Interferometric modulator display

Interferometric modulator display

Interferometric modulator display (IMOD)cite web
title=Interferometric Modulator (IMOD) Technology Overview | format=PDF | accessdate=2008-08-07 | publisher=Qualcom
date=May 2008
] is an electrically switched display composed of miniature Fabry-Perot interferometers (etalons) that are switched on and off with microelectromechanical systems (MEMS). An etalon reflects light at a specific wavelength and gives pure, bright colors like those a butterfly's wings, while consuming no power. Qualcomm has demonstrated the technology in prototype. IMOD technology was developed for use in mobile phones and other portable devices.

An IMOD is composed of subpixels that are actually individual Fabry-Perot interferometers (etalons), like those in butterfly wings. An etalon consists of two mirrors, one opaque and one half-silvered, with an air gap of an exact distance between them. This distance determines the wavelength that the etalon amplifies by constructive interference. As the light is "selected" from incoming light, the display is actually brighter in bright sunlight. In contrast, a back-lit LED display suffers from incoming light. The etalon is switched off by bringing the mirrors very close together, pushing the wavelength into the invisible ultraviolet range. A microelectromechanical device moves the lower, opaque mirror to achieve this.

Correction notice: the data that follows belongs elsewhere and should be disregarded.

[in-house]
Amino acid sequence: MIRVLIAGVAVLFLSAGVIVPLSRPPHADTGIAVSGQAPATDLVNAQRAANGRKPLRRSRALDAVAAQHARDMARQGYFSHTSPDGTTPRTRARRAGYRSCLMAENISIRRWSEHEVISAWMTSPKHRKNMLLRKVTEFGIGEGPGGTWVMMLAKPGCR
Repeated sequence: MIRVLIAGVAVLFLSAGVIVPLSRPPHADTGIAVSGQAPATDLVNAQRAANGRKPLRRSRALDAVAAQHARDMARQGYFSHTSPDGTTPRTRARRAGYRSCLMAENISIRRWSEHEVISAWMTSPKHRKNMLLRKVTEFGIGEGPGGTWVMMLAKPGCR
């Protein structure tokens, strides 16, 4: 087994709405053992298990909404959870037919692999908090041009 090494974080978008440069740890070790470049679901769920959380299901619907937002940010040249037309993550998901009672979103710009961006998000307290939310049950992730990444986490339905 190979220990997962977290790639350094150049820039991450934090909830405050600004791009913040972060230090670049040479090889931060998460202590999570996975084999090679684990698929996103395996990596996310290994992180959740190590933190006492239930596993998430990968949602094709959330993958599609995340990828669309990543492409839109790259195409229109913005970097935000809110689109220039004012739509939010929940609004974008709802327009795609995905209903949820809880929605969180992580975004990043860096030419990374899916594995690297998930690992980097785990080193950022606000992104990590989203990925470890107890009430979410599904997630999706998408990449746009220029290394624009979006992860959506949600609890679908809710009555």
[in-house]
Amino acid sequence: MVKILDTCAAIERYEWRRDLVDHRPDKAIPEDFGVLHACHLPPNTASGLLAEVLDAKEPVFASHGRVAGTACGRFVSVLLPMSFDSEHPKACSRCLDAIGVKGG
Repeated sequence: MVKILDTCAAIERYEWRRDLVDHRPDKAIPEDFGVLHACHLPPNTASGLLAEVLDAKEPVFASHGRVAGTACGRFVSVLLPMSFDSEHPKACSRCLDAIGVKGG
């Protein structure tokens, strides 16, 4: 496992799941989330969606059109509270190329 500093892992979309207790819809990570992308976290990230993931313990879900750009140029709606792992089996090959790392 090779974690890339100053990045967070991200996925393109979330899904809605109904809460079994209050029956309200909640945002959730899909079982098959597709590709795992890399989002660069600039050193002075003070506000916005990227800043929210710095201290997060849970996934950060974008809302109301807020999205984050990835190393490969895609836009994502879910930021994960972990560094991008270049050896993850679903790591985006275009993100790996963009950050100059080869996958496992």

For a practical RGB display, a single RGB pixel is built from several subpixels, because the brightness of a monochromic pixel is not adjusted. A monochromatic array of subpixels represents different brightness levels for each color, and for each pixel, there are three such arrays: red, green and blue.

IMOD displays are now available in the commercial marketplace. Qualcomm MEMS displays, using IMOD technology, are found in the Acoustic Research ARWH1 Stereo Bluetooth headset device. Similar displays are soon to be found in cell phones made by Chinese handset maker Hisense.



* cite news | author=M. Mitchell Waldrop | title=Brilliant Displays | url= | format=print
work=Scientific American | publisher=Scientific American, Inc. | pages=94–97
date=November 2007 | accessdate=2008-07-06
quote=(subtitle) A new technology that mimics the way nature gives bright color to butterfly wings can make cell phone displays clearly legible, even in the sun's glare.

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